Munger residents praise unique living environment
University officials and students highlighted the importance of community and diversity as they celebrated the opening of the Munger Graduate Residences on Wednesday, a project largely funded by University alum Charles Munger, a real estate mogul.
The residence hall, which houses more than 600 graduate students from 19 colleges and schools in shared, apartment-style units, aims to bring together students from diverse backgrounds.
Business graduate student Marco Hidalgo, who is a Munger fellow, welcomed attendees by describing his experience since he moved into the residence hall. Fellows facilitate community building and serve as floor leaders.
“I'm outside of my comfort zone in every conversation, and I’m really enjoying it,” he said.
University President Mark Schlissel also spoke at the event, discussing the importance of creating a holistic learning experience out of the classroom.
“As I’ve been here now for a year, I’ve come to realize that every moment here is a precious opportunity for students to learn, and of course that learning goes on in classrooms, but the students are only spending a fraction of their time in classrooms,” he said.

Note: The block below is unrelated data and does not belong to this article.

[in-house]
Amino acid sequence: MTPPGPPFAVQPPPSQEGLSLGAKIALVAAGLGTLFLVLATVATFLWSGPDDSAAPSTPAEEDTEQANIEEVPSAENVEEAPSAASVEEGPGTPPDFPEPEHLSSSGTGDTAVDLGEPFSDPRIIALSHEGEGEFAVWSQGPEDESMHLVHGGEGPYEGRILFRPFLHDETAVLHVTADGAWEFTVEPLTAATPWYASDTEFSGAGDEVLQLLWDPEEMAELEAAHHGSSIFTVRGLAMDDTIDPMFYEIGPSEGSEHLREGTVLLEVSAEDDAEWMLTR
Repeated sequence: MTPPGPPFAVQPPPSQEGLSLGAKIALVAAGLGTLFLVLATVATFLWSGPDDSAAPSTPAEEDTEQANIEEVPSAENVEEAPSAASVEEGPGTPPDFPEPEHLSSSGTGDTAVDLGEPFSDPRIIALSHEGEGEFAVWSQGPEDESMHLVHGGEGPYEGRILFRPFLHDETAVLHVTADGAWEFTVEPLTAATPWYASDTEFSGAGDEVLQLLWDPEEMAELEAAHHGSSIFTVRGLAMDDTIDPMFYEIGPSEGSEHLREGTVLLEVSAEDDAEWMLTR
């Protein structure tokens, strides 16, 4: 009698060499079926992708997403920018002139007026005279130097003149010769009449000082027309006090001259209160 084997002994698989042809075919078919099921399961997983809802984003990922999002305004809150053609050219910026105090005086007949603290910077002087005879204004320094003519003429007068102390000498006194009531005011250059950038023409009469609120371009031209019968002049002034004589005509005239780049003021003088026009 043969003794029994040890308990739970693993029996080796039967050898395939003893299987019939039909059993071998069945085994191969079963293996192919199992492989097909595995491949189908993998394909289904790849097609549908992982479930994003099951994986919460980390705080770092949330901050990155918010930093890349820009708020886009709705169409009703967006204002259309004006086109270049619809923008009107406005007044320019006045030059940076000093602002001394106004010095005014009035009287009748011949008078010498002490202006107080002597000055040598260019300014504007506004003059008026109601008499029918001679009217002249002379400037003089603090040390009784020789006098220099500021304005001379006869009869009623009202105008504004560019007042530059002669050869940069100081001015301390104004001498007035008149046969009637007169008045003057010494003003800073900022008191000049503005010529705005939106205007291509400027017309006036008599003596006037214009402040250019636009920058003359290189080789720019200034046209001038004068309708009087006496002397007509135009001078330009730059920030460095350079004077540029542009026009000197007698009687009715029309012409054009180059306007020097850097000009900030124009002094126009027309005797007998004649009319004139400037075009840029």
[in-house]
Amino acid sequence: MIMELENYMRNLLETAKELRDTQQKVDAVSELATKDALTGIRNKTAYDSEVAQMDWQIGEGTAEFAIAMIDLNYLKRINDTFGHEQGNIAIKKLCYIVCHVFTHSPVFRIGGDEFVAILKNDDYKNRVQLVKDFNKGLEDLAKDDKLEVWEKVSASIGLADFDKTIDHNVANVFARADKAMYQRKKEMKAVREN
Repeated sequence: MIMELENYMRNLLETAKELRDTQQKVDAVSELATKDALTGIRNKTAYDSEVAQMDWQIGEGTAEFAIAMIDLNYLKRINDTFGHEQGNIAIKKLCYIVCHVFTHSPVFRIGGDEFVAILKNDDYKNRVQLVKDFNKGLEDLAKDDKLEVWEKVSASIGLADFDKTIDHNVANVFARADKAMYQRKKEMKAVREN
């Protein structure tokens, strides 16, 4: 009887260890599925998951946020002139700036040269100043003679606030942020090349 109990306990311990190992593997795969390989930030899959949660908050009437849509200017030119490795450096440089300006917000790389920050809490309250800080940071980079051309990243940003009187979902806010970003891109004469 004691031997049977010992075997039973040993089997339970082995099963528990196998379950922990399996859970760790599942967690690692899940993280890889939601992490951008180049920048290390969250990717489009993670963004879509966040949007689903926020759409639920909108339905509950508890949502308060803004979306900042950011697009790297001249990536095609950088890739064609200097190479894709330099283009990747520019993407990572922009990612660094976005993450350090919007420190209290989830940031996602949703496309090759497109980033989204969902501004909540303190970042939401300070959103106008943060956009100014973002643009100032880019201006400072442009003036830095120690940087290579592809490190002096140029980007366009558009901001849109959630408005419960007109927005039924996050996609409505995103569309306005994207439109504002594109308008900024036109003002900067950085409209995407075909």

Kinesiology graduate student Catherine Cheung said the residence hall fosters a unique sense of community.
“We have absolutely everything we need,” she said. “So much so that the fellows have coined the phrase ‘let me Munger that for you,’ meaning let me search our Munger community for what you're looking for.”
The project was driven in large part by Munger, both in terms of providing a vision for the final product and funding most of the construction costs. The real estate tycoon had previously funded a similar model of graduate student housing at Stanford University, and his record-breaking $110 million donation to the University in September 2013 was given expressly to fund such a project in Ann Arbor.
E. Royster Harper, vice president for student life, said Munger brought a unique perspective to the project.
“Charlie’s vision was unconventional,” she said. “It broke a lot of rules about what people thought was possible in graduate education, and it didn't consult any of the people who thought they should be consulted.”
This approach sometimes drew criticism from students, particularly those who criticized the price tag to live there, which is between $850 and $900 per month, but was originally slated to total about $1,000 monthly.
Schlissel praised the forward-thinking ambition of Munger and credited him for the project’s success.
“He approached the University with a different way of thinking about living and learning space,” Schlissel said. “A way that would purposefully foster the kind of interactions that lead to the connections across disciplines that will actually solve big problems."
Social Work student Arlene Chandra said living in Munger has been a positive experience so far.
“As a social worker I’m going to be coming across so many different walks of life and I’m going to need to be able to connect with all my clients and what they’ve experienced,” she said. “By living with so many different people, I am able to learn about different topics and how to engage with other students.”